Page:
Any way the wind blows

Full disclosure: we'll probably never run out of Dragon Age jokes. For a game that's not meant to be a comedy we sure do keep finding stuff to laugh at. And not even the easy targets like the infamous romance scenes from Dragon Age: Origins. Don't bother googling. Just grab two of your Barbies and mash their hips together to some Enya.

In all honesty, though, I love this franchise. Dragon Age: Origins was the first video game I ever beat. I'm in the middle of a third play through of Inquisition (although it's on the back burner while I storm my way through Warframe and Monster Hunter World). I wasn't allowed to have games growing up, so I didn't know much about them (beyond smashing buttons in Smash Bros at my friend Ben's house) until college. I didn't know what an RPG was. I had a secret shoebox of action figures that lived under my bed through high school so that I could scratch the roleplaying itch. Imagine my excitement at discovering an entire genre of video games about storytelling. Now quadruple that for the day I discovered D&D.

I've got a different blog about the frivolity of the war table assignments in Inquisition. The potential gains from taking the time to address them make absolutely no sense in the context of the story.

"Inquisitor? How shall we respond to the funeral invitation for Divine Justinia?" 

"Lordy, I don't know, Leliana. The sky is literally, no joke falling right now. How about you buy some flowers, and I'll deal with the legion of demons in the backyard mkay?"

But that's not the only problem. There are war table assignments that should matter to you. There's an assignment that holds the fate of the Inquisitor's entire family in the balance. They're being threatened by brigands, and they've written you a letter begging for aid. This is heavy stuff, Inquisitor. How will you save them? The Commander wants to send in the troops. The Spymaster wants to pick off the bandits with bug bites until they leave the elves alone. The Diplomat wants to request aid of the local lord. He's sympathetic to the Inquisition's cause after all.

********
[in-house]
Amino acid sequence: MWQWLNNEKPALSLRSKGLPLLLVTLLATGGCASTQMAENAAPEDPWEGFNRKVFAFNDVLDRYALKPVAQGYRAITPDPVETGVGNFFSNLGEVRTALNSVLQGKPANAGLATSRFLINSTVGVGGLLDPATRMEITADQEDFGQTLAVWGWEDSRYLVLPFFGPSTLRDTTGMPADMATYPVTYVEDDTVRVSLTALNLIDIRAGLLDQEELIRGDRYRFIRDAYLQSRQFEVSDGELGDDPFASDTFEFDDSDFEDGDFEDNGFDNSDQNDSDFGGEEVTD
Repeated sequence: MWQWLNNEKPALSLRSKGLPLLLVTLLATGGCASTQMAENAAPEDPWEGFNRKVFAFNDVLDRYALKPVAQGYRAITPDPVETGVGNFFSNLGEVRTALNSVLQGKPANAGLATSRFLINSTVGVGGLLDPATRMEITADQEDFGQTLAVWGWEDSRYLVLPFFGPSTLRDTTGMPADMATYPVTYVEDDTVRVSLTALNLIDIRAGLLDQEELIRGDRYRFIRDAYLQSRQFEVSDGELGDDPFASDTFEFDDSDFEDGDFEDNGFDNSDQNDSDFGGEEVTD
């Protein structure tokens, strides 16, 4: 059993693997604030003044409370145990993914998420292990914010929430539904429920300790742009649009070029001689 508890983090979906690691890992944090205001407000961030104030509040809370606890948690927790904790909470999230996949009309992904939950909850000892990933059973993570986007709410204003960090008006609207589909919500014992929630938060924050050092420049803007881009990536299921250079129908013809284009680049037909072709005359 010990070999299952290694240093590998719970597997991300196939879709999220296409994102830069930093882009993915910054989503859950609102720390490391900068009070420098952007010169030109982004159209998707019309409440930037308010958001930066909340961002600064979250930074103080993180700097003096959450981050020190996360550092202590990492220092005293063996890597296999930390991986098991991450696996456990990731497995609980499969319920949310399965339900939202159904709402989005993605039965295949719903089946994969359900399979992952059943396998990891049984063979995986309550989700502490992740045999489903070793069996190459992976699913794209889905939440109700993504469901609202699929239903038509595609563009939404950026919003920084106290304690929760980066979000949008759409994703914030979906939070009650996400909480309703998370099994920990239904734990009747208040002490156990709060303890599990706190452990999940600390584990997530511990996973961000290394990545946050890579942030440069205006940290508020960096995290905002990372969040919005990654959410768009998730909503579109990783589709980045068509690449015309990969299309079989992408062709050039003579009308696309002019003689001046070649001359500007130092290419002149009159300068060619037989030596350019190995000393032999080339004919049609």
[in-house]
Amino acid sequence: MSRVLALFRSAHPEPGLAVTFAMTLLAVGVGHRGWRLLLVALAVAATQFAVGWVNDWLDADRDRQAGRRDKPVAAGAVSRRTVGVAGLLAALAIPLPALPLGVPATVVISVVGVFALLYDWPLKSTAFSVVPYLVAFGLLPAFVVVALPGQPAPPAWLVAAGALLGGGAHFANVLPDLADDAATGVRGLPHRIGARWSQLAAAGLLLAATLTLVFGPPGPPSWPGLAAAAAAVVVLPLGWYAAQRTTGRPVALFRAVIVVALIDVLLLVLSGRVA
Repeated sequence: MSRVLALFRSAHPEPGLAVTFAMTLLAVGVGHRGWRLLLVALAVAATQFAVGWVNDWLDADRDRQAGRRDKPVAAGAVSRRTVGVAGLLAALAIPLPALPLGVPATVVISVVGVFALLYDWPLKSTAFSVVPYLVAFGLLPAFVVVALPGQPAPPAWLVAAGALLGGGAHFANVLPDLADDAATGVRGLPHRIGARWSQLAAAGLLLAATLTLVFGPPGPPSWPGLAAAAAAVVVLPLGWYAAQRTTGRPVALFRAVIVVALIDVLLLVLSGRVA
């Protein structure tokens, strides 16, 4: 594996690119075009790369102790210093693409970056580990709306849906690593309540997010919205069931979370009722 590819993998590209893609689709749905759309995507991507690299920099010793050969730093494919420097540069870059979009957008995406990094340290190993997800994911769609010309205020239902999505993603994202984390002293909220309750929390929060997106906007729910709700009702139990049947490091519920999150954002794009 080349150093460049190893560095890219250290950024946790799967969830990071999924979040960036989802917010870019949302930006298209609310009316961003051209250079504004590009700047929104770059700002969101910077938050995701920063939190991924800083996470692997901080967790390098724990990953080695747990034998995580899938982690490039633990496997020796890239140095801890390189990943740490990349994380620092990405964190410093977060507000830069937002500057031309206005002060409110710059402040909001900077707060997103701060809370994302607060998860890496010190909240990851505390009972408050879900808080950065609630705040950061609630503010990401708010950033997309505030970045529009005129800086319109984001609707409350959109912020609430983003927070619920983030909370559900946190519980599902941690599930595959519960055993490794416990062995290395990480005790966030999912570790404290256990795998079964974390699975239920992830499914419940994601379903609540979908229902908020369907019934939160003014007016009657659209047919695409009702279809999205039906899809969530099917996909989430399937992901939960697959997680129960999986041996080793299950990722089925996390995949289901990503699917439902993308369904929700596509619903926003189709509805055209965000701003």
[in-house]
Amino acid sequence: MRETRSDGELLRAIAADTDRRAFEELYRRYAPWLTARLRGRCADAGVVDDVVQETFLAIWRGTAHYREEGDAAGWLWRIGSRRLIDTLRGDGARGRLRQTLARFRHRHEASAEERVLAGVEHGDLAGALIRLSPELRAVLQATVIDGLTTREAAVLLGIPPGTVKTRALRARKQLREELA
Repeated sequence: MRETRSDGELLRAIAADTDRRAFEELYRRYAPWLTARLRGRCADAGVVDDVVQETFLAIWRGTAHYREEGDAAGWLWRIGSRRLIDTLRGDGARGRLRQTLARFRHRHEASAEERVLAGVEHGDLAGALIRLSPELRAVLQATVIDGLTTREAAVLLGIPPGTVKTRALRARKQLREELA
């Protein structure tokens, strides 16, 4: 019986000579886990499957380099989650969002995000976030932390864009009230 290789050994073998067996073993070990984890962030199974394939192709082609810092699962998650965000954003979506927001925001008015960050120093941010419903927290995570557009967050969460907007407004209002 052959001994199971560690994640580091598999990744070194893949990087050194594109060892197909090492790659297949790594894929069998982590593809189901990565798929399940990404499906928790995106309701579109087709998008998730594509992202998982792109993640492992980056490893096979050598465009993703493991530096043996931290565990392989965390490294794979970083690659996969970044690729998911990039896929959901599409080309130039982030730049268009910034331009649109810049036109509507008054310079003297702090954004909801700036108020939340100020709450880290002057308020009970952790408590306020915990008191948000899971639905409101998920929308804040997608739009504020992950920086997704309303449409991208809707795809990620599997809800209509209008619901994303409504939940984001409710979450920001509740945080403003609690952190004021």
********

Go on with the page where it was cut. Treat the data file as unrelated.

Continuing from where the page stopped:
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Um...let's try diplomacy?

 

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No. No, you naive, trusting fool.

The lord was in on it the entire time! The brigands are working for him because he just hates elves SO. MUCH. What? You thought this would be like the other war table missions where nothing really matters?

Well, I mean you're not wrong. It doesn't matter. Wanna know why? It doesn't matter because your family isn't real. I don't mean in an it's-just-a-game way. I mean that you never meet them. They're not characters in the game. They exist as text for you to read and hit "X" on. It's pretty surprising if you get them all killed, I guess. But hey, look! You completed the assignment, so here's 90 gold. And our sincerest condolences about your - oh, you've forgotten already, haven't you?

The war table is a dumb idea. The few interesting assignments make you wonder why they're not quests in the game. The majority are boring, and you don't even need to read them to make the optimal choice. A few have pretty shocking ramifications, but you'll never be made to feel those ramifications and you'll forget in 5 minutes because every challenge boils down to receiving one of three meager rewards with no relation to the choice you made. We've had two comics about it now. Maybe we'll stop. I dunno. It makes me pretty grouchy. One per play-through?

May the Maker watch over you (ugh, who actually plays as an Andrastian?),

<3 Erin